Huge Mirrors

This is an old apartment and therefore the mirrors are huge and ornate. They go with the high ornate ceilings. There’s one such mirror in the living room and another in the bedroom. Both have intricately carved borders and a leafy crest on top. In the living room these have been painted over in white, but in the bedroom it’s still the original gilt rococo. Both mirrors sit on top of fireplaces and are as big as tombs. I think the descriptive term for them is French Regency Baroque.

The mirror in the bathroom is pretty big too, and again somewhat ornate. And there are two other mirrors here as well. Not bad for a small, one-bedroom flat.

The problem is I’ve never been too fond of mirrors. I rarely look into them, and only then to make sure my hair isn’t sticking up, or there’s no toothpaste showing, or when I’m fine-trimming the beard, to make sure I’ve missed no section. Oh, there are exceptional other occasions. Once when I got a red eye on a transatlantic flight, for example, I kept checking on the progress of the red’s disappearance. Or when I fell on gravel and got an ugly friction wound on my forehead, I had to first deal with applying the dressing, then keep an eye on how that healing was coming along. Very slowly, as it happened.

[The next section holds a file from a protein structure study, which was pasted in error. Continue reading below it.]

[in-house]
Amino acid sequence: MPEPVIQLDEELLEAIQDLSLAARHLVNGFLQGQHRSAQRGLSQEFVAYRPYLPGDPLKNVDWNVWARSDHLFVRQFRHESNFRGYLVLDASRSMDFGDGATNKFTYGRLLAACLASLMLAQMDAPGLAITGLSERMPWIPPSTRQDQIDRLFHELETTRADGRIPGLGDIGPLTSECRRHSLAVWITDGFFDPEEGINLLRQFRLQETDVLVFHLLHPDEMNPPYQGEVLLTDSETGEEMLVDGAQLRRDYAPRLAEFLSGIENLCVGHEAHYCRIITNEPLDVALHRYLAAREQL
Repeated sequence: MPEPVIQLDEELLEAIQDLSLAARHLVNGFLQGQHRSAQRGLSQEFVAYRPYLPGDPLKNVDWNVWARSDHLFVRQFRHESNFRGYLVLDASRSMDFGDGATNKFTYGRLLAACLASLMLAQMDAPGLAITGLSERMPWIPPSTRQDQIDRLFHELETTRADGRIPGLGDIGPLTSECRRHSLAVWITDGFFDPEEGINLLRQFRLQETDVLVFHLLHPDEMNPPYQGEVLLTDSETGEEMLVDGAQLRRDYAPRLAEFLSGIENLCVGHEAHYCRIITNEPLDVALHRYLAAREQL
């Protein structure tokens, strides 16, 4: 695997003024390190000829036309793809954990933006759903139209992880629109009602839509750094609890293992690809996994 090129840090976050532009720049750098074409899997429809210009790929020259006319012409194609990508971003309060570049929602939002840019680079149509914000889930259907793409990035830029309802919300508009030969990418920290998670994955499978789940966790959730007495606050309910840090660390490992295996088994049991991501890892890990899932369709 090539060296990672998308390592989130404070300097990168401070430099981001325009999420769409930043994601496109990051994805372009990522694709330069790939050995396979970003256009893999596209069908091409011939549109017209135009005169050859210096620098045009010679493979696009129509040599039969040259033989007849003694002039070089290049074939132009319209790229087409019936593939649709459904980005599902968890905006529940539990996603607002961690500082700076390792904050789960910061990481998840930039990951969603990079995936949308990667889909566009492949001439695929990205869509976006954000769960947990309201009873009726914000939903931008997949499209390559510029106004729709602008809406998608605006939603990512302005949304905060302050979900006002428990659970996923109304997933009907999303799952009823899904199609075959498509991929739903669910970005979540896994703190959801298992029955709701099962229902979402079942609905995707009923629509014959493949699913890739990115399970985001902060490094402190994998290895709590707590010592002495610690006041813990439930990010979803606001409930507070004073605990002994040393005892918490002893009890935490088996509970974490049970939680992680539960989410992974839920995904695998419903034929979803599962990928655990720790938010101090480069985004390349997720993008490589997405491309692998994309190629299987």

As for gazing into the mirror to see if  I look OK enough to go out into the world, or — perish the thought — if I look attractive today, the answer is no way! Que sera, sera, as the song goes.

Tiny children love the mirror and it’s very pleasant to watch them gazing into it. Dogs don’t understand it and bark fiercely at the rival dog that’s their reflection. I once gave a woman a full-length mirror as an Xmas present. It wasn’t ornate or gilded, and it got smashed soon afterwards, and seven years of bad luck followed.

But if   I want to look at myself in the mirror regularly or for lengthy periods there’s plenty opportunity for it in this apartment. I could even stand naked and see everything. And as Monsieur Baudelaire reminds us, according to the immortal principles of 1789, everyone has equal rights; therefore I have the right to behold myself with pleasure or distaste. It is between me and my conscience.

More Poems by Matthew Sweeney